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Notre Dame Fighting Irish

Notre Dame Stadium Was ELECTRIC For The Michigan Game


A new season began Saturday night for the Notre Dame Fighting Irish. Eight months of questions, theories, and hopes all came together inside a hot and humid Notre Dame Stadium against the Michigan Wolverines.

There was quite the lead-up for this game. It was the first time since 2014 that these two teams played, it was the season-opener, both teams were ranked in the top 15, and ESPN’s College GameDay chose this game to do their traveling circus routine.

It was quite the big deal.

One of the bigger questions coming into this game was something that had nothing that directly involved the two teams. How will the crowd at Notre Dame Stadium be for the game?

There was a fear that somehow the crowd was going to have a heavy contingent of Michigan fans in attendance — similar to what happened last year with the Georgia Bulldogs. I was not one of those that believed that would ever be the case. As it was discussed many times before, Georgia was a truly unique situation — Michigan’s been here before (many times).

Still, the often times “dead-ass” crowd in Notre Dame Stadium can be an issue. The atmosphere of a game, and the energy a crown can pump into the game can and will affect HOW the game is played. This isn’t rocket science — home field advantage exists for many reasons and the crowd accounts for a large portion of those reasons.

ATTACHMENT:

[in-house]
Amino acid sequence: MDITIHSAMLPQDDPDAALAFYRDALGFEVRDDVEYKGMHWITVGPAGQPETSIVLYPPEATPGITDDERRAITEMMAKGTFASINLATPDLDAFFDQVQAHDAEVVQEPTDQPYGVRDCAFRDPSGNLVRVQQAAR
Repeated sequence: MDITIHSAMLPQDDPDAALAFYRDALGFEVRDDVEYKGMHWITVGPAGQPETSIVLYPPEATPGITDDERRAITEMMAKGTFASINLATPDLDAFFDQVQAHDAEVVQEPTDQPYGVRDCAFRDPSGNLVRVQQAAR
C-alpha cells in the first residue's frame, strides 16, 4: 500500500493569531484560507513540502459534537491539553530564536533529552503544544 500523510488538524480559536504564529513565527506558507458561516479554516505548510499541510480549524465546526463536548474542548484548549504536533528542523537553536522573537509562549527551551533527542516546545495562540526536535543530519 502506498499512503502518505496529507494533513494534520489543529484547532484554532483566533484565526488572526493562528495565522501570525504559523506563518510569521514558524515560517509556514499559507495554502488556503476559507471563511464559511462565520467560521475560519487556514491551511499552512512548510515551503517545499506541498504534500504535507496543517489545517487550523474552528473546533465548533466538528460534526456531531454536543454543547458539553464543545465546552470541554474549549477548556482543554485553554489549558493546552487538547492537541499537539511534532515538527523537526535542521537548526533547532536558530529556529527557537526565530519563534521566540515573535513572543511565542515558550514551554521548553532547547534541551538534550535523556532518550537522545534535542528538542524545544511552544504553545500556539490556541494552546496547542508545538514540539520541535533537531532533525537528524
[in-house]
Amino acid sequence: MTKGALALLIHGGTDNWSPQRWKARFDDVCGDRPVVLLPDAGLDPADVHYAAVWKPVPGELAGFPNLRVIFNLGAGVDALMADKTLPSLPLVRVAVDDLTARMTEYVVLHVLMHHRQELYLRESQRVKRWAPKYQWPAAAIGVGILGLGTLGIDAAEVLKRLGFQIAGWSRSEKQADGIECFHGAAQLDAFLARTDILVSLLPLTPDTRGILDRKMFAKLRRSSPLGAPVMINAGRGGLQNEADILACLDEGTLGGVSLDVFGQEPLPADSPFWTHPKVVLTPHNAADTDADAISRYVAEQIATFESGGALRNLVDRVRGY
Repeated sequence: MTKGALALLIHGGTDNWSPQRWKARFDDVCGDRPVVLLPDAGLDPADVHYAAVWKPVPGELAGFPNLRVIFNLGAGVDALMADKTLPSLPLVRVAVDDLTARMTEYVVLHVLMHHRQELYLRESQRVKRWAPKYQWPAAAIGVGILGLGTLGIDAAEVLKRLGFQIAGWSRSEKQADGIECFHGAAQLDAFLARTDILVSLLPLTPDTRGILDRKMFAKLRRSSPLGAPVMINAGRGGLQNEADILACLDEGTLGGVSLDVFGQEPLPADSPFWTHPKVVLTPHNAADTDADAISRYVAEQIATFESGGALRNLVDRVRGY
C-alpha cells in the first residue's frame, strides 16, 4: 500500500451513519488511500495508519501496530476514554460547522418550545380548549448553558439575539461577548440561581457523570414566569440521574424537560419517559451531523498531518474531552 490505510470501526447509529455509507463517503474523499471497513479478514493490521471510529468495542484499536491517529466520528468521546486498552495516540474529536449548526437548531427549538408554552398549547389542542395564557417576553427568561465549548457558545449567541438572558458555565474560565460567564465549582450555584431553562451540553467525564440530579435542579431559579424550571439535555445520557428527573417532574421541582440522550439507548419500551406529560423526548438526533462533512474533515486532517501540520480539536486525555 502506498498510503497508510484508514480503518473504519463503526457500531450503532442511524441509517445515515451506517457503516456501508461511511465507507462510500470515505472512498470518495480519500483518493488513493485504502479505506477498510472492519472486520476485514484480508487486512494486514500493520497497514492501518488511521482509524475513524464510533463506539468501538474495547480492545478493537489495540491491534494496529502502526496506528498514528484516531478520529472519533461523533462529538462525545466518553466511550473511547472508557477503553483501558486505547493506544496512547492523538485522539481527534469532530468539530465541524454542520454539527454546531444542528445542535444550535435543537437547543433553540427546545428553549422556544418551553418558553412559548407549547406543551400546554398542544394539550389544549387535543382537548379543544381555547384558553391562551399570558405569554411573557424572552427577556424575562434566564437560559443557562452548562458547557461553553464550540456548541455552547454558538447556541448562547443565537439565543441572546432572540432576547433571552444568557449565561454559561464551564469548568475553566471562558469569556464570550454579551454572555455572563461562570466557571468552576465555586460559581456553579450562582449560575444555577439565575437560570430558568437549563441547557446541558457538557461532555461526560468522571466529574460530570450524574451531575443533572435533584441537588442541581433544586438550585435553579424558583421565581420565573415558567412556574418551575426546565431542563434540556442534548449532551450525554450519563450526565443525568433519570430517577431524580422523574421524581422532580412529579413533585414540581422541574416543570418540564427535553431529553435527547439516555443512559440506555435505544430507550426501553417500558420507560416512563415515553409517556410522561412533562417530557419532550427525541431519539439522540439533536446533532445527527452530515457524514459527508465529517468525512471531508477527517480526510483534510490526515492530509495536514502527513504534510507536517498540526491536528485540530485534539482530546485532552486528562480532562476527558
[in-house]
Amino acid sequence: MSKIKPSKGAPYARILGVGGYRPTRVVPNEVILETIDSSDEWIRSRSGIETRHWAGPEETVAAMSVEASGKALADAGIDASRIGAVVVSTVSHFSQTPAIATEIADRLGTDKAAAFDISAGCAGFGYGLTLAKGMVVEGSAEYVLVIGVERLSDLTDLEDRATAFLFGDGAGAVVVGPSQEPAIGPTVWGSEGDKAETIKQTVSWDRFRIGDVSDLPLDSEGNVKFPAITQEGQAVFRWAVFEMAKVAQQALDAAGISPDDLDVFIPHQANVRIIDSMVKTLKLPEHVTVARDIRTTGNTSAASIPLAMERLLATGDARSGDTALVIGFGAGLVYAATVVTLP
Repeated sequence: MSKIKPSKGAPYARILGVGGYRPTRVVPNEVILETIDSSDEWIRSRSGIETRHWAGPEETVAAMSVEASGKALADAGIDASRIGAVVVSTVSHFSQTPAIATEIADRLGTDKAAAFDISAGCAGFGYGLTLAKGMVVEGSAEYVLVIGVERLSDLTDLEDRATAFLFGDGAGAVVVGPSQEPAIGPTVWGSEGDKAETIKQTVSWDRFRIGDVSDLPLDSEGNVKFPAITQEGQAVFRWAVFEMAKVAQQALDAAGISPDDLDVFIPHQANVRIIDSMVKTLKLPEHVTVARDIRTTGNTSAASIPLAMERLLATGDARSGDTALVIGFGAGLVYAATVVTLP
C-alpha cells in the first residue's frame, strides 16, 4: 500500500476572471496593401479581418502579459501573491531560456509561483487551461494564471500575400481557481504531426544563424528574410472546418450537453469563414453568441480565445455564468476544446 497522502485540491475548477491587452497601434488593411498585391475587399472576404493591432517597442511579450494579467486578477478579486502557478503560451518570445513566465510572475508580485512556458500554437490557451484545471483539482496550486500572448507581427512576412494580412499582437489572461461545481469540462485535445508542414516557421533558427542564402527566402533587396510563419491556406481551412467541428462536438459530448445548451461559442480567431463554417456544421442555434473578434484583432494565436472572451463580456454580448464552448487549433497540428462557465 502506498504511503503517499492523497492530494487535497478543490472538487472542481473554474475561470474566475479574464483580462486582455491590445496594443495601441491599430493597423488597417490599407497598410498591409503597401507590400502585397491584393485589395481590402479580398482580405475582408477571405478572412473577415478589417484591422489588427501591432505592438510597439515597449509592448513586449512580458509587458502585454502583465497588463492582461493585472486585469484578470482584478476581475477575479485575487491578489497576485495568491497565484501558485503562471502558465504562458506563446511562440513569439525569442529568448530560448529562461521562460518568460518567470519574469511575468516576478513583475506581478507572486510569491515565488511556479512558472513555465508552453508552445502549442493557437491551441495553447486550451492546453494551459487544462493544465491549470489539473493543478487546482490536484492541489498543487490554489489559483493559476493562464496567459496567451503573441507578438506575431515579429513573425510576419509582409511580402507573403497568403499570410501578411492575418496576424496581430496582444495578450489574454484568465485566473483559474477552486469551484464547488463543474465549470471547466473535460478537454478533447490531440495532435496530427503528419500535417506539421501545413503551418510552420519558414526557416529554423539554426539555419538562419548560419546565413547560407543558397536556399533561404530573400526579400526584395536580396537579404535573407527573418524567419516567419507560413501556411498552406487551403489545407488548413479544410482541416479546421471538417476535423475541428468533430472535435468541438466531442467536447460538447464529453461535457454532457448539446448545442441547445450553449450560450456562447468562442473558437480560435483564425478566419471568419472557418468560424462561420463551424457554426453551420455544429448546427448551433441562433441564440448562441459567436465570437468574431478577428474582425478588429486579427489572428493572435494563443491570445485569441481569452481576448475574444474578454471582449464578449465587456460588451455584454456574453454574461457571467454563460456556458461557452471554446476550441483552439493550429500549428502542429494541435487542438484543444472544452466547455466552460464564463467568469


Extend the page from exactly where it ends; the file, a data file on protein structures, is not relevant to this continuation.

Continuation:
Mike Miller/One Foot Down

GREEN OUT

The Green Out absolutely worked. From a television perspective, it wasn’t the best showing, but live and in person, it was truly incredible to see what the Notre Dame crowd could do when they finally coordinated their fashion efforts.

From College GameDay and all through the day, waves and waves of fans wearing green were traveling all over the Notre Dame campus. It was quite impressive, and I gladly admit that I was wrong about the possibility of this failing.

HOWEVER… The University finally made the effort to do this, and that was my ONE caveat to success. Notre Dame committed to the Green Out and it turned out to be a great success.

NOISE

Being inside the press box for most of the game, it’s generally hard to get a real good sense about the crowd noise throughout the game. Fortunately (I guess) when I did make it down onto the field for the last few minutes, it felt and sounded as intense as I’ve seen.

I wasn’t at the 2005 game against the USC Tojans, and I know many have said that game was as loud as any at Notre Dame. As far as I can tell, this year’s game against Michigan was on the same level. When the montage went up on the Jumbotron, the crown went absolutely nuts, and even inside the box it seemed quite impressive.

Well done fans.

OVERALL

This was every bit what a BIG game at home is supposed to look and sound like. After years of really struggling to nail down the formula, Notre Dame finally got it right. Green Outs should probably be used sparingly (maybe one more this year for the Stanford Cardinal) but I think the university finally remembered that it’s “okay” to help give itself a home field advantage. Something they have REALLY failed to do for many, many years.

They were able to have an absolutely electric and fired up crowd while maintaining that world famous hospitality that I think many Notre Dame fans and administrators have worn as a badge of pride.

They have a new badge now, and a new weapon.

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